I want to be a responsible grower and not use heavy pesticides but I need to be realistic. The last time I tried to treat these little bastards it took three and a half weeks to do the treatment (if you count the week waiting for the nematodes to get here). I figure that I’m 4 to 5 weeks from harvest and need these bugs gone as soon as possible. Does anyone have any suggestions for a effective solution that wont kill the plant or damage the environment? What about neem oil? If I flood my pots with it would it do anything to the springtails?

    Any help or insight is appreciated.
    thanx Bull.

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    they are dirt bugs. they are very small and bend in the middle like a inch worm but they jump around by doing so. Weird little bugs.

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    Springtails.
    Jeffrey Hahn, Extension Entomologist
    Stephen Kells, Extension Entomologist

    common soil springtail.
    Photo: Le Requin

    Folsomia candida, a very common soil springtail.

    Springtails are one of the most common insects in the environment, although they are inconspicuous and are often overlooked. When suitable habitat occurs, they can develop tremendously large numbers and are one of the most abundant insects. One source estimates you may find millions of springtails naturally in one hectare (about 2.5 acres) of land. However, springtails can be a nuisance when they occur in and around homes and other buildings.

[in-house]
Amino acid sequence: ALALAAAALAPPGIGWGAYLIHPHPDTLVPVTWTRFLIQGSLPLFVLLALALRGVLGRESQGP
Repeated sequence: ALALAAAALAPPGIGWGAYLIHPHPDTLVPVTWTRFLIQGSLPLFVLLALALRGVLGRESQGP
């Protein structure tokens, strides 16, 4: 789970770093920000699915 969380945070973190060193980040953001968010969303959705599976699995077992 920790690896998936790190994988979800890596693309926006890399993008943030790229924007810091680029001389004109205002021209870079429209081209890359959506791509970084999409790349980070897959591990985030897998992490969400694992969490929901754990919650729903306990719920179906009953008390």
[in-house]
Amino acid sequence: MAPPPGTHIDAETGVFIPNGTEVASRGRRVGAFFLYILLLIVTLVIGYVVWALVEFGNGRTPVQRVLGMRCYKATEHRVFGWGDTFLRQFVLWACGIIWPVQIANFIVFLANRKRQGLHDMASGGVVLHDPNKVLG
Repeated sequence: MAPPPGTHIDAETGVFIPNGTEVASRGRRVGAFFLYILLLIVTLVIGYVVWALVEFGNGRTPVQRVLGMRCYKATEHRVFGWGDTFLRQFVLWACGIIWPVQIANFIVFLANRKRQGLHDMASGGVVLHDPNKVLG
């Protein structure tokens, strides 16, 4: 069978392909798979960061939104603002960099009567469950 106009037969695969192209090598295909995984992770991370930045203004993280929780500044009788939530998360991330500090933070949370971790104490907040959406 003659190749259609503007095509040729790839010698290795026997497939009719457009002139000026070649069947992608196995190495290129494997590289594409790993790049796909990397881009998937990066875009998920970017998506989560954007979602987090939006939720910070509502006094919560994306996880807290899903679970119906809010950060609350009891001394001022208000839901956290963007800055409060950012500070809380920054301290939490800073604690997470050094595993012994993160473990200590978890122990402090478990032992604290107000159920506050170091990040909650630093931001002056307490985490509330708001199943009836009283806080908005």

Springtail close-up
    Photo: Le Requin

    These insects are very small, commonly between 1/16th and 1/8th inch long. They have moderate length antennae and are usually slender, elongate insects, although there is a group of springtails that is round and stout. Most springtails are dark-colored, brown, grey or black although some species are white, and some are even iridescent and brightly colored.

    Springtails are wingless and do not fly but they can jump, using a specialized forked appendage called a furcula, located underneath the abdomen. When not in use, the furcula is tucked under the body, set like a mouse trap. When it is released, it extends down rapidly propelling the springtail forward, jumping up to several inches.